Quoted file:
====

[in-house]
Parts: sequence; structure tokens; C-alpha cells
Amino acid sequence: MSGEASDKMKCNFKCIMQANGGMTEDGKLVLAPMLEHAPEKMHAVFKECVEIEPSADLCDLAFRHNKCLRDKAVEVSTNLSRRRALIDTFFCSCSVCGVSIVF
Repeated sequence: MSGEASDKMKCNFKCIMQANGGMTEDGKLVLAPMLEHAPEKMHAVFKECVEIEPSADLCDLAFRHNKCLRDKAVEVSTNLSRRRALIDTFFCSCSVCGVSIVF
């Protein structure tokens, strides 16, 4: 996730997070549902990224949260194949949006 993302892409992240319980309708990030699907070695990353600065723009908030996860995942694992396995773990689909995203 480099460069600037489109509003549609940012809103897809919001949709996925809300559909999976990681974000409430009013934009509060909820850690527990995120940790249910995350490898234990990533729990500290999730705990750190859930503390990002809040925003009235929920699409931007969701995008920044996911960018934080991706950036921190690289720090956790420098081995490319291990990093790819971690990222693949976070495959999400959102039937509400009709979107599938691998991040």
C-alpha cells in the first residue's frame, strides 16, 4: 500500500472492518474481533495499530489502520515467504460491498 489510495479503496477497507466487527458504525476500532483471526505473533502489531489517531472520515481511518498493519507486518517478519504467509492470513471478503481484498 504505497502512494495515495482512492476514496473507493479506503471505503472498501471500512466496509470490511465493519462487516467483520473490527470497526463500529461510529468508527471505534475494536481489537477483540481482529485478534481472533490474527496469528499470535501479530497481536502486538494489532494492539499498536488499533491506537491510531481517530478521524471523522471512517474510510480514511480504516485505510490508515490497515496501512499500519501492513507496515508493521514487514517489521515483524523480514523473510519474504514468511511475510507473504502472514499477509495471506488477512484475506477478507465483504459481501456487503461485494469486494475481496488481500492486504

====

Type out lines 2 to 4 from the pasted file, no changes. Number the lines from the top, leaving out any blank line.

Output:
Parts: sequence; structure tokens; C-alpha cells
Amino acid sequence: MSGEASDKMKCNFKCIMQANGGMTEDGKLVLAPMLEHAPEKMHAVFKECVEIEPSADLCDLAFRHNKCLRDKAVEVSTNLSRRRALIDTFFCSCSVCGVSIVF
Repeated sequence: MSGEASDKMKCNFKCIMQANGGMTEDGKLVLAPMLEHAPEKMHAVFKECVEIEPSADLCDLAFRHNKCLRDKAVEVSTNLSRRRALIDTFFCSCSVCGVSIVF